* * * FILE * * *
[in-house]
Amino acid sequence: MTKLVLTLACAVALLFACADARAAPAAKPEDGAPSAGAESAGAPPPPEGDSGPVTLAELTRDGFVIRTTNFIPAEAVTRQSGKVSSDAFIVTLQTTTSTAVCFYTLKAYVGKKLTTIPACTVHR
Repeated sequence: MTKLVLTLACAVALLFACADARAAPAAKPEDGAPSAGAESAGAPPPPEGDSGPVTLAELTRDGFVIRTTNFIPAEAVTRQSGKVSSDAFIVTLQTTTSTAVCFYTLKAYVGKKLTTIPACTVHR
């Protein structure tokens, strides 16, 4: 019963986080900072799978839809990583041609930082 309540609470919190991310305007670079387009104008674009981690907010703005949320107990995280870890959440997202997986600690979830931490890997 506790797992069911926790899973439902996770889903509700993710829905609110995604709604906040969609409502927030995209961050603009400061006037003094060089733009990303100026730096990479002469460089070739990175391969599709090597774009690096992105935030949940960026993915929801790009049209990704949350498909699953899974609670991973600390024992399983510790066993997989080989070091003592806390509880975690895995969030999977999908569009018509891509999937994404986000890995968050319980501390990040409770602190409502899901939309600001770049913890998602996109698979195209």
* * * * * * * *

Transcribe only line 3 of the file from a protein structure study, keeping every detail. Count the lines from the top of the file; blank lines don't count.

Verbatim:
Repeated sequence: MTKLVLTLACAVALLFACADARAAPAAKPEDGAPSAGAESAGAPPPPEGDSGPVTLAELTRDGFVIRTTNFIPAEAVTRQSGKVSSDAFIVTLQTTTSTAVCFYTLKAYVGKKLTTIPACTVHR